Reducing reoffending is a state priority in New South Wales. New sentencing reforms will increase referrals to behaviour change programs or other support services for people who are at high-risk of reoffending. Yet non-mandatory programs can often have low participation rates, particularly when programs are new.
We set out to better understand the social context affecting voluntary participation in programs for people at-risk of reoffending. Here’s how we used behavioural science to promote better service delivery for this vulnerable cohort.
What we did
Our project involved three stages of fieldwork, which included a total of 46 interviews with service providers (35 interviewees representing 18 organisations); two experts on recidivism; nine interviews with clients; and site visits to five sites across metro Sydney and regional NSW.
What we found
The key approaches to overcoming behavioural barriers to engagement are:
Reduce overly-complicated steps in signing-up clients. Sign-up process for voluntary programs can be protracted and cumbersome for both clients and case workers, introducing challenges that make a program unappealing (friction costs). Use default settings to make signing up easier and reduce hassle by consolidating appointments.
Increase a program’s appeal by clearly highlighting its unique benefits that are relevant for the individual participant. Eligible clients perceive that there are too many programs seemingly addressing similar rehabilitation services. This makes services of new programs seem less valuable (scarcity heuristic). Personalise delivery, giving clients a choice for specific services tailored to their needs.
Reduce the cognitive load (by reducing the number of options, or chunking information), and make the decision-making process motivating for clients. Due to past negative experiences with other services, and because there are too many decisions to make when considering new services, clients are put-off joining a new program (choice overload). The behavioural science tool of commitment devices and the intention gap can help clients make useful goals to keep them motivated.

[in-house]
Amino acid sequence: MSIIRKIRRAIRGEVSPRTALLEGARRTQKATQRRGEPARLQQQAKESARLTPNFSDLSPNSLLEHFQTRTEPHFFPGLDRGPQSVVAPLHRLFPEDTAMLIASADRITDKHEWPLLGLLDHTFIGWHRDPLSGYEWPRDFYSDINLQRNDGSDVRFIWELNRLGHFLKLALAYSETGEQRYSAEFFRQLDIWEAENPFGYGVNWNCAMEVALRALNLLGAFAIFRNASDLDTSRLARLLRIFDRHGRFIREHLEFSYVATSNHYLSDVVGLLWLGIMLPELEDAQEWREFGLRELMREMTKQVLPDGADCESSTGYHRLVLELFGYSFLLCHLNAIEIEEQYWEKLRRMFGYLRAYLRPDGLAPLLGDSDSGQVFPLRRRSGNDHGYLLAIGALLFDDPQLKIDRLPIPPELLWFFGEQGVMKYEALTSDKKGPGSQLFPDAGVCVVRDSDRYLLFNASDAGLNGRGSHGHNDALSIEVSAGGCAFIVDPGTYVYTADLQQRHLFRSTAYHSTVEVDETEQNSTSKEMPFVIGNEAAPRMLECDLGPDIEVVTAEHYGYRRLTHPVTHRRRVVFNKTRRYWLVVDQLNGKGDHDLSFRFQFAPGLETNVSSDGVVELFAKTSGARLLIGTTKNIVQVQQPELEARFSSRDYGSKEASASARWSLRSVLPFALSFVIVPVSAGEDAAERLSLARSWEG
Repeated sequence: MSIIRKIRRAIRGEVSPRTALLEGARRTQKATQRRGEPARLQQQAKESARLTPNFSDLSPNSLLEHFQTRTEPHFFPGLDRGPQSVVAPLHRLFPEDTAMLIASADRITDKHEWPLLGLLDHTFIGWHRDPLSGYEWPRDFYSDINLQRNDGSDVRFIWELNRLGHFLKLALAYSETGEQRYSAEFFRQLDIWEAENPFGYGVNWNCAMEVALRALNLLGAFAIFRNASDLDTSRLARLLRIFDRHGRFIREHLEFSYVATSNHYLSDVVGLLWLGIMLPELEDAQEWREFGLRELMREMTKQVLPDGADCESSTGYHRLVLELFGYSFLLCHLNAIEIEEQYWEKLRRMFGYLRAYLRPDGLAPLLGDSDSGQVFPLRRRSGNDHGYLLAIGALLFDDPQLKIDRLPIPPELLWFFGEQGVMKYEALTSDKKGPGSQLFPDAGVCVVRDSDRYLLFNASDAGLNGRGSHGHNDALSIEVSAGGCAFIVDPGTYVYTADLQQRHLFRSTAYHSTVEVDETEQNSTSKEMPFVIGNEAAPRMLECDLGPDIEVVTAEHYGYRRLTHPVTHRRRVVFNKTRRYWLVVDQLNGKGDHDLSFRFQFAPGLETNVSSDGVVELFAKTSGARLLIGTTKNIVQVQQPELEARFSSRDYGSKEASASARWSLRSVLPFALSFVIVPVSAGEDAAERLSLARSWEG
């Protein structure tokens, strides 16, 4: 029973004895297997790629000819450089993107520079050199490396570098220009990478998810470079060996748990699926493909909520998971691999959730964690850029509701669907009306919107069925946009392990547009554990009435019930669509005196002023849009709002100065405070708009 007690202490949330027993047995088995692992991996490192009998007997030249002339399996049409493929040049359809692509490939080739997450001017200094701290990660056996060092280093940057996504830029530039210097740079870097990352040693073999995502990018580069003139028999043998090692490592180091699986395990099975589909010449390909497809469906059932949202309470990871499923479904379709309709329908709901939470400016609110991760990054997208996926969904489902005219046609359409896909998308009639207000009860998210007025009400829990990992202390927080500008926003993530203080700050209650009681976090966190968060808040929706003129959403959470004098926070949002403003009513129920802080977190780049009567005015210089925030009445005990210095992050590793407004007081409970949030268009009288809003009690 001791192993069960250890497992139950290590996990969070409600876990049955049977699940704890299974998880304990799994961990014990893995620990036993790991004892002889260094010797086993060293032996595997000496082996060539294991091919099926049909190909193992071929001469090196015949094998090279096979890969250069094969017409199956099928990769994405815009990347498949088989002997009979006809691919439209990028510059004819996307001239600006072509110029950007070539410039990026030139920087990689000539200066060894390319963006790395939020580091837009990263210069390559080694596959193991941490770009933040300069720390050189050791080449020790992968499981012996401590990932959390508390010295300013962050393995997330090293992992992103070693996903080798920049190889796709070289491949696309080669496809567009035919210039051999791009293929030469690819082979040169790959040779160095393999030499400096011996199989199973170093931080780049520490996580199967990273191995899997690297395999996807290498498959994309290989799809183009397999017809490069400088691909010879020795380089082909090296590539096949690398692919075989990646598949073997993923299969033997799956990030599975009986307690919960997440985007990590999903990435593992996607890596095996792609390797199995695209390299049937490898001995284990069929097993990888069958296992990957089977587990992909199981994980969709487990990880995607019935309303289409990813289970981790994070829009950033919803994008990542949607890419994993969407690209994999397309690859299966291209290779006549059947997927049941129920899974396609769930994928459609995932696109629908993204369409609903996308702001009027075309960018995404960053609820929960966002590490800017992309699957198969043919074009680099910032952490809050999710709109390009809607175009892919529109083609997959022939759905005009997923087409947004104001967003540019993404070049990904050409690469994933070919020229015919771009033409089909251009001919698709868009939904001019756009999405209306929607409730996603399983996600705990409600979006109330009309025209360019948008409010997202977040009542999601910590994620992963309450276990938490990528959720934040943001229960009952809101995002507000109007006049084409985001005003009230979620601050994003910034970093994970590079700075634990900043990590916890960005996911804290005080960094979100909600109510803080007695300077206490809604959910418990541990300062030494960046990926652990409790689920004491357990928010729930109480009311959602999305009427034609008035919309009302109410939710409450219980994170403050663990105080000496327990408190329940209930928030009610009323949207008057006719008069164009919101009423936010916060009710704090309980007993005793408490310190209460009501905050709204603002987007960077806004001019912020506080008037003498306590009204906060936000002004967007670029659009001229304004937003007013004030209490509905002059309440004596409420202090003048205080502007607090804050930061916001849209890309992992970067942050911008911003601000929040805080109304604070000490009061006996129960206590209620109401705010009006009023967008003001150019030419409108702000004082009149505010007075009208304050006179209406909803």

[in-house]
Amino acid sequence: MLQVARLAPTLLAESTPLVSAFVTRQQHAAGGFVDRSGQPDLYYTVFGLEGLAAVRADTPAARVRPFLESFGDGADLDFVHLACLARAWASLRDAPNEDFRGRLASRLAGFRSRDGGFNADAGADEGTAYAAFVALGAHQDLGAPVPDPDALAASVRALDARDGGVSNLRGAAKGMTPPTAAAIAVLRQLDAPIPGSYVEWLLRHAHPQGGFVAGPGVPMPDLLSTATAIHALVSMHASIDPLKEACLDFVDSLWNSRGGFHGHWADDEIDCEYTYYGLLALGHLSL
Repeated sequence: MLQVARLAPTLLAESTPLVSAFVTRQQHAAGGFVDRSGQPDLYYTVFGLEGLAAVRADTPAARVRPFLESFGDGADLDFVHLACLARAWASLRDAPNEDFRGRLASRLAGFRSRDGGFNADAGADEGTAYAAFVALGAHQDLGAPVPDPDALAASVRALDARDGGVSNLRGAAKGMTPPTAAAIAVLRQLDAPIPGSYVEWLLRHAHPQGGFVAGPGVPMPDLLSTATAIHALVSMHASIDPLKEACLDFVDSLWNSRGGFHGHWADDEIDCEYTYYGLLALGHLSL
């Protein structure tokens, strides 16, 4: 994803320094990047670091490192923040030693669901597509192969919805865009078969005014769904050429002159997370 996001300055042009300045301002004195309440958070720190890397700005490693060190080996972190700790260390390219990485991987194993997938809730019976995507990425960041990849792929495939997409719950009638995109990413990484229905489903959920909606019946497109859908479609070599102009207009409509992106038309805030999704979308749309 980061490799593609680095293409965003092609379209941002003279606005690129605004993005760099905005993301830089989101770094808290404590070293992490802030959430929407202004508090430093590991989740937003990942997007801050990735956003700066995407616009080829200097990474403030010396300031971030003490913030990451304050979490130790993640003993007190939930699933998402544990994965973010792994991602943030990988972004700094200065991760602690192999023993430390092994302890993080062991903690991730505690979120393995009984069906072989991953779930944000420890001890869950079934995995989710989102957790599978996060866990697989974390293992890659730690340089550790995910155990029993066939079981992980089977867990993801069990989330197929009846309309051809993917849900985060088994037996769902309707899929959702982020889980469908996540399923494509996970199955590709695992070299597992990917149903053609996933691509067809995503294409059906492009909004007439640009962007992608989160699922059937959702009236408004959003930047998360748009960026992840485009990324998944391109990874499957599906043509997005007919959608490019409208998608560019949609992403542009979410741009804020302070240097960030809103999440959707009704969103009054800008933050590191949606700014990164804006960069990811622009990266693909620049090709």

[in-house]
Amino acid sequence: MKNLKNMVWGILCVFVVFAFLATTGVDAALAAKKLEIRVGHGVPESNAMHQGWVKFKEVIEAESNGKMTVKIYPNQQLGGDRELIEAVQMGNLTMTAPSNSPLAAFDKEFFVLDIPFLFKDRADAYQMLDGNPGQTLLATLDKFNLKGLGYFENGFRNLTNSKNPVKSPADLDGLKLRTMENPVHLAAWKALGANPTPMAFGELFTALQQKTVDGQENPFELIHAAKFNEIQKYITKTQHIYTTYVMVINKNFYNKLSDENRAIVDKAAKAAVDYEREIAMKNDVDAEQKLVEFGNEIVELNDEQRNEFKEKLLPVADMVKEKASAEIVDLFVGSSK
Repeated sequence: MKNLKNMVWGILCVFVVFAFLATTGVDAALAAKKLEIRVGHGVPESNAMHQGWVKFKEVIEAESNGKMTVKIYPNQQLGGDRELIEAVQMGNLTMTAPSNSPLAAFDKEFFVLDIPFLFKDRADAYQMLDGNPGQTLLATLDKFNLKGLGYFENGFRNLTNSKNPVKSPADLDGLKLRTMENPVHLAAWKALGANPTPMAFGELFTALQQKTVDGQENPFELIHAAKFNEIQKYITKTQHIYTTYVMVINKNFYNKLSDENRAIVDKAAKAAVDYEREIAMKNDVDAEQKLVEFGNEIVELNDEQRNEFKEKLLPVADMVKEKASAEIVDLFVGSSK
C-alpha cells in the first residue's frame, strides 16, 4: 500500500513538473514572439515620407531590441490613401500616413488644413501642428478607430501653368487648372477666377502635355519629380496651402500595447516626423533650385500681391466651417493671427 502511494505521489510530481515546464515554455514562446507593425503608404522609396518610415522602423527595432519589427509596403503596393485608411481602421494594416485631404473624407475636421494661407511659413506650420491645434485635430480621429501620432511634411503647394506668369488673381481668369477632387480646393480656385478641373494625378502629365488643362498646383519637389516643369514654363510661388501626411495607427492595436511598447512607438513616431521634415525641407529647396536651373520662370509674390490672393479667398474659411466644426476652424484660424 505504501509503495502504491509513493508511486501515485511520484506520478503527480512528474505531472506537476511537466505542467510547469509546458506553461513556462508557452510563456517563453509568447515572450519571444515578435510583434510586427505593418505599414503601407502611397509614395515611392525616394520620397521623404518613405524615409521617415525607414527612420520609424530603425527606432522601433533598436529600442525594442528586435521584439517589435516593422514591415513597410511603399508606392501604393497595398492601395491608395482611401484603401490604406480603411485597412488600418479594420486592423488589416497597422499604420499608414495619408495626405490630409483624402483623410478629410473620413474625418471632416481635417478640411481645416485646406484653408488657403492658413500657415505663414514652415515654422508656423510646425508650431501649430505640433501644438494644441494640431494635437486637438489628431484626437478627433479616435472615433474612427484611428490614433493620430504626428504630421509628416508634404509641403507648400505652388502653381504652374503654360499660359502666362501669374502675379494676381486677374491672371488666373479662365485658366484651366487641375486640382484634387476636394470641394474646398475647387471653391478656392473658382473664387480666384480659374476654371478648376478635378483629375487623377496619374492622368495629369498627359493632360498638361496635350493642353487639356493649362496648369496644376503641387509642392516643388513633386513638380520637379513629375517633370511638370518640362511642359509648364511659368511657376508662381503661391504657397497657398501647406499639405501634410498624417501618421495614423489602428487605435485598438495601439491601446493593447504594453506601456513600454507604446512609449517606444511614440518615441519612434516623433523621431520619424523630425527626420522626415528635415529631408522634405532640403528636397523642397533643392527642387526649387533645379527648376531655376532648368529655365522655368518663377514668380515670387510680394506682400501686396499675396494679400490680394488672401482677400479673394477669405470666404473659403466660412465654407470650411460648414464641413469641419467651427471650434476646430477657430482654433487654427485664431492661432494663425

Use simple communication tools, such as a script, to draw attention to important details. Program aims are not always clearly communicated, making it hard to respond to program requirements and other information (salience). Make joining attractive using a behaviourally-informed communications strategy. Present information in language that resonates with clients (framing effect). Use a clear call to action. Redress the risks that clients might associate with seeking help (risk aversion).
Positive reinforcement and culturally-meaningful approaches can reduce the stigma of seeking help. Clients often have life-long negative experiences with services which have left them feeling judged, or like they are “failures” (social stigma). Program screening tools and assessment can sometimes reinforce this negativity. Programs using motivational interviewing and other interactive techniques engender stronger engagement. Strengthening client’s self-worth and celebrating minor achievements throughout their program participation can motivate them to stay.
Consider timeliness of messages, tapping into the desire for a “fresh start.” Readiness to get rehabilitated is variable depending on age and life circumstances. However, clients will almost invariably experience a sense of exhaustion at the cycle of reimprisonment. They are especially open to the prospect of taking back control of their lives as they face the uncertainty of a sentencing outcome (fresh start effect). Experts tell us that the first 48 hours of being released into the community after an arrest is an especially pivotal time. A path to reuniting with family (especially children and grandchildren), or making amends with important people, is an appealing reason for change (where this contact is safe for family and others). SMART goals can help engage clients during this period of reflection (that is, setting specific, measureable, achievable, relevant and time-bound goals).
Read our report to find out more about how to increase engagement in voluntary programs.